The Yalta deal

Another of my comments following The Times article We can never be sure we’d be the good guys by David Aaronovitch.

Lech Borkowski 3 January 2020

Poland is not free or democratic – see my earlier comment. My wife and I lost our jobs in state institutions in Poland in 2015 after a long campaign of harassment and social violence, in which the authorities employed typical Communist methods.

The Soviets were killing members of the Polish resistance in 1944. This was on top of mass murders and deportations of 1939-1941. Yet the Allies decided to deal with the Soviets behind the back of the Polish government. In other words, they chose the short-term expediency, ignoring the facts, over the long-term commitment to human rights, democracy and rule of law.

My father knew about the Soviet mass murders and that is why he deserted from the Polish forces under Soviet control on 13 January 1945. His entire company deserted one day before the military oath was taken. Among them was Józef Franczak, who was later killed by Communist security forces in 1963.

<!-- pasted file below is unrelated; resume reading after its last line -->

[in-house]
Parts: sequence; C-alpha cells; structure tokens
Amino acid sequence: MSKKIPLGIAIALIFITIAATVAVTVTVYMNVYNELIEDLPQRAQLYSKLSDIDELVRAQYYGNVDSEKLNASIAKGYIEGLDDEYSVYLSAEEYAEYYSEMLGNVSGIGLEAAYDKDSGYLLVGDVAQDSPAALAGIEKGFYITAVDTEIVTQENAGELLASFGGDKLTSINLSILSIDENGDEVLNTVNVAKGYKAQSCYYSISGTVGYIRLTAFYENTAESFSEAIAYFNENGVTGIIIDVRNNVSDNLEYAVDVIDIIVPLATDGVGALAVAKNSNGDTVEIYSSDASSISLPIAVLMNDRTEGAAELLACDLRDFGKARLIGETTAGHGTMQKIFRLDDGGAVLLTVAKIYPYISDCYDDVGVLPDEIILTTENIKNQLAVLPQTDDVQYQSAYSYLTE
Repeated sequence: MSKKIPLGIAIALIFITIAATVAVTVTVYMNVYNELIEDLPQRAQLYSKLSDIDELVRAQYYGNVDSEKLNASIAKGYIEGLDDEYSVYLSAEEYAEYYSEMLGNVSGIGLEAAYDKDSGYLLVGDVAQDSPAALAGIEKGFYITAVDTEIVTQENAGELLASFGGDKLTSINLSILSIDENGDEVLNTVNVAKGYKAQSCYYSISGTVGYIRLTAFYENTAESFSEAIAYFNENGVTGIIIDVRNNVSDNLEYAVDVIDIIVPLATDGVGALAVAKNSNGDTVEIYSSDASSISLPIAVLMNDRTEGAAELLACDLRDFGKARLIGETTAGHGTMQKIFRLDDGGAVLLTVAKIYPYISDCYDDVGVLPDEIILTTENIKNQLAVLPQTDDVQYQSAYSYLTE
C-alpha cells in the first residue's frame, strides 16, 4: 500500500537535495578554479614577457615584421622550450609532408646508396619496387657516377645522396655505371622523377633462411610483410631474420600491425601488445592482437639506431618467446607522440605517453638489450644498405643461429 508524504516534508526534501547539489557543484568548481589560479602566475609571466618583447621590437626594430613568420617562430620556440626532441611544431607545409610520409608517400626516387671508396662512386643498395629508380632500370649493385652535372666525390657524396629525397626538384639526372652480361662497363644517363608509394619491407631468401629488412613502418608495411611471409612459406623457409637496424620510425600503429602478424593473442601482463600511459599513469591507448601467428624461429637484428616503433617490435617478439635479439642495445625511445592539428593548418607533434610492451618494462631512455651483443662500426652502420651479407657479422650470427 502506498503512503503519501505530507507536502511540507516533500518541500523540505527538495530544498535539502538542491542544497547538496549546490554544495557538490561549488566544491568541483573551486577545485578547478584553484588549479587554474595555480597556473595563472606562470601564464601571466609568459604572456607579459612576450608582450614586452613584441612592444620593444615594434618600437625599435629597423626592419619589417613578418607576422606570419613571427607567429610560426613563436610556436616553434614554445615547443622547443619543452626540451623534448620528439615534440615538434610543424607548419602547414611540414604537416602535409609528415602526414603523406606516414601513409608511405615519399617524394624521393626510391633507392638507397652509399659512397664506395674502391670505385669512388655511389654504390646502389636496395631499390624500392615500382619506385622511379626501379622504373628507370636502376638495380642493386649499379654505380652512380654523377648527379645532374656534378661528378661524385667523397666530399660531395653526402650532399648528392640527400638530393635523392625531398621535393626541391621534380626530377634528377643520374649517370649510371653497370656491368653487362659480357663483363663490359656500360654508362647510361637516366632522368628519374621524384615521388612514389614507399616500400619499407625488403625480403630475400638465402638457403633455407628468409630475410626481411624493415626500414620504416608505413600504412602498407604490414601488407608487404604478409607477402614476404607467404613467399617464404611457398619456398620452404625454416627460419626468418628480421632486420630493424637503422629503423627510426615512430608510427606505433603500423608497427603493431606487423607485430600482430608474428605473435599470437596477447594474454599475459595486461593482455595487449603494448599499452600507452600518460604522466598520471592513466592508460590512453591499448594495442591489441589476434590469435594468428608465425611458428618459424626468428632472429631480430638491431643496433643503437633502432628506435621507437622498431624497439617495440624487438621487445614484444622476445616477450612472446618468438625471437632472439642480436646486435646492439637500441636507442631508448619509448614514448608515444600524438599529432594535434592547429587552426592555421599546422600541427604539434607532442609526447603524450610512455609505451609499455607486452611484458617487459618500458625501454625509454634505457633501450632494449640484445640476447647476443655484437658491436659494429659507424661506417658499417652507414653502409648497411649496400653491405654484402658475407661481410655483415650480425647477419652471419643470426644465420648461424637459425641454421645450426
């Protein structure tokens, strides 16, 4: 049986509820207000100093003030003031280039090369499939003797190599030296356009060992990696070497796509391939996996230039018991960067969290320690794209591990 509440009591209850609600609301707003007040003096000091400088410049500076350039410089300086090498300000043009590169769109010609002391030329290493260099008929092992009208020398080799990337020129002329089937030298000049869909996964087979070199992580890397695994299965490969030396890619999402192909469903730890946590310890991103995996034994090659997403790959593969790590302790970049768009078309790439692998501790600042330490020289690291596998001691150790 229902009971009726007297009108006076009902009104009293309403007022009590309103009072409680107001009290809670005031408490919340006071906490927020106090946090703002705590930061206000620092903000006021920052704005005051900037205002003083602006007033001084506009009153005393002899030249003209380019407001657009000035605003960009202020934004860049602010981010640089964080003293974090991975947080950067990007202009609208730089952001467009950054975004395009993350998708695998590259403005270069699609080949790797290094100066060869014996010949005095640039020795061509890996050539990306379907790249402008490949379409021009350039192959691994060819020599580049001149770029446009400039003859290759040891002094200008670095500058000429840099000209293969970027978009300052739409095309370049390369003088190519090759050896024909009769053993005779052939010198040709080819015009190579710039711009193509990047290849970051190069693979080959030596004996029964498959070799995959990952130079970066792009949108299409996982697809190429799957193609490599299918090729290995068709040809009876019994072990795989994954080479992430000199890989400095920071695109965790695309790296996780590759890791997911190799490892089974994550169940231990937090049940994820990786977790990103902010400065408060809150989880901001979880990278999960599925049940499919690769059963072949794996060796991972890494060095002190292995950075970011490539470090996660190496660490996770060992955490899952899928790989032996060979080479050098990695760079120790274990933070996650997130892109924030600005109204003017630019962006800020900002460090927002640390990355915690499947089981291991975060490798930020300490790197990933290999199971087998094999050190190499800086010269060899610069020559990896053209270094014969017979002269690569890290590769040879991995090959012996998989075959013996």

I fully applaud my father’s decision to desert. It made no sense to fight one totalitarianism on behalf of another one.

Neither the Polish government, nor Polish citizens gave Allies the right to sign the Yalta deal with the Soviets on their behalf.

How can we expect individuals to stick to the rules of decency if the governments of the so-called free world fail to do the same?

I recommend reading the book “Dolgun” by Alexander Dolgun, an American employee of the American embassy kidnapped by the Soviets from the street in the centre of Moscow in 1948. The book should be an obligatory reading in the studies of Communism and totalitarianism in general. This is the story of being faithful to yourself, to truth and decency in the most extreme circumstances of Soviet prisons and camps. Dolgun’s adversity was compounded by the American government’s lack of commitment to care about him.

General Rudenko, who was part of the Soviet team at the Nuremberg trials post-WWII, signed false accusations in the Dolgun case. Philippe Sands, the well-known British human rights lawyer, failed in his recent book “East West Street” to even mention Rudenko’s record on the home front. I have not seen anyone pointing this out to Mr. Sands.